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Lollipop draws consumer group's ire.

Lollipop draws consumer grouphs ire

Public Citizen Health Research Group (HRG) wants the Food and Drug Administration to halt clinical trials of a grape-flavored lollipop laced with a powerful narcotic called fentanyl. HRG is a Washington-based consumer organization.

Anesta Corp. of Salt Lake City has tested the product as a presurgical sedative on more than 180 children. Doctors give the product to anxious children before surgery, says Brian Hague, Anesta's director of research and development and co-inventor of the bullet-shaped candy-narcotic on a stick. Hospitals now may give pediatric patients a fentanyl injection before an operation, a practice that unnecessarily frightens children, Hague says.

But HRG Director Sidney M. Wolfe contends the narcotic lollipop sends the wrong message to children. "A potent narcotic in a candy matrix clearly targeted at children is inappropriate," he says in a letter sent to FDA Commissioner Frank Young. Wolfe believes hospitals can calm children without drugs by using hypnosis or by letting parents stay with the children during preoperative anesthesia.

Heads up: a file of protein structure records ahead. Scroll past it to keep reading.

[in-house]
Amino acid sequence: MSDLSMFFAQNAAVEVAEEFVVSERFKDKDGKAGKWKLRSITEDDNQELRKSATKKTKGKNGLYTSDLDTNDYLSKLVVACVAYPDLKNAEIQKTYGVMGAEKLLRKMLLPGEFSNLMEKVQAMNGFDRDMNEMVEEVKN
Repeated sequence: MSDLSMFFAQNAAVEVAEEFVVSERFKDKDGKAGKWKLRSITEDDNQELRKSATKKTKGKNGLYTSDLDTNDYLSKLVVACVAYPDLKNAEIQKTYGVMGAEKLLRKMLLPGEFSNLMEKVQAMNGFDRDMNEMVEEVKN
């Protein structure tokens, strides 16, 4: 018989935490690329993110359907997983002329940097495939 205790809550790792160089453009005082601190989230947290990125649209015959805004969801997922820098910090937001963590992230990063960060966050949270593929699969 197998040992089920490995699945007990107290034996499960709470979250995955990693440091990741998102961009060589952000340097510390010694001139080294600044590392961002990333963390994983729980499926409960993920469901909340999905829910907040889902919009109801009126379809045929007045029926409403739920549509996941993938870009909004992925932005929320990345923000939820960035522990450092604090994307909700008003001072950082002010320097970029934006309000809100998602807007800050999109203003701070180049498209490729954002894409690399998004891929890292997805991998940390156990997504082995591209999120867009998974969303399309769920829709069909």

Wolfe also expresses concern about the product's potential for abuse. "Fentanyl, the active ingredient in the lollipops, is already a leading drug of abuse among health professionals and street users," he says. Anesta officials label that worry groundless, saying their product would be available only to anesthesiologists. In addition, it does not produce the "high sought by drug users, Hague says. The product also leaves a telltale purple stain on the tongue as a deterrent to pilfering, Hague notes.

FDA officials are considering HRG's petition, but have not decided whether to allow clinical testing of the product to continue. FDA's Bill Grigg says the product has some merit, especially for children who need repeated painful procedures.
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Title Annotation:lollipop laced with narcotic to calm children before surgery
Publication:Science News
Date:Mar 11, 1989
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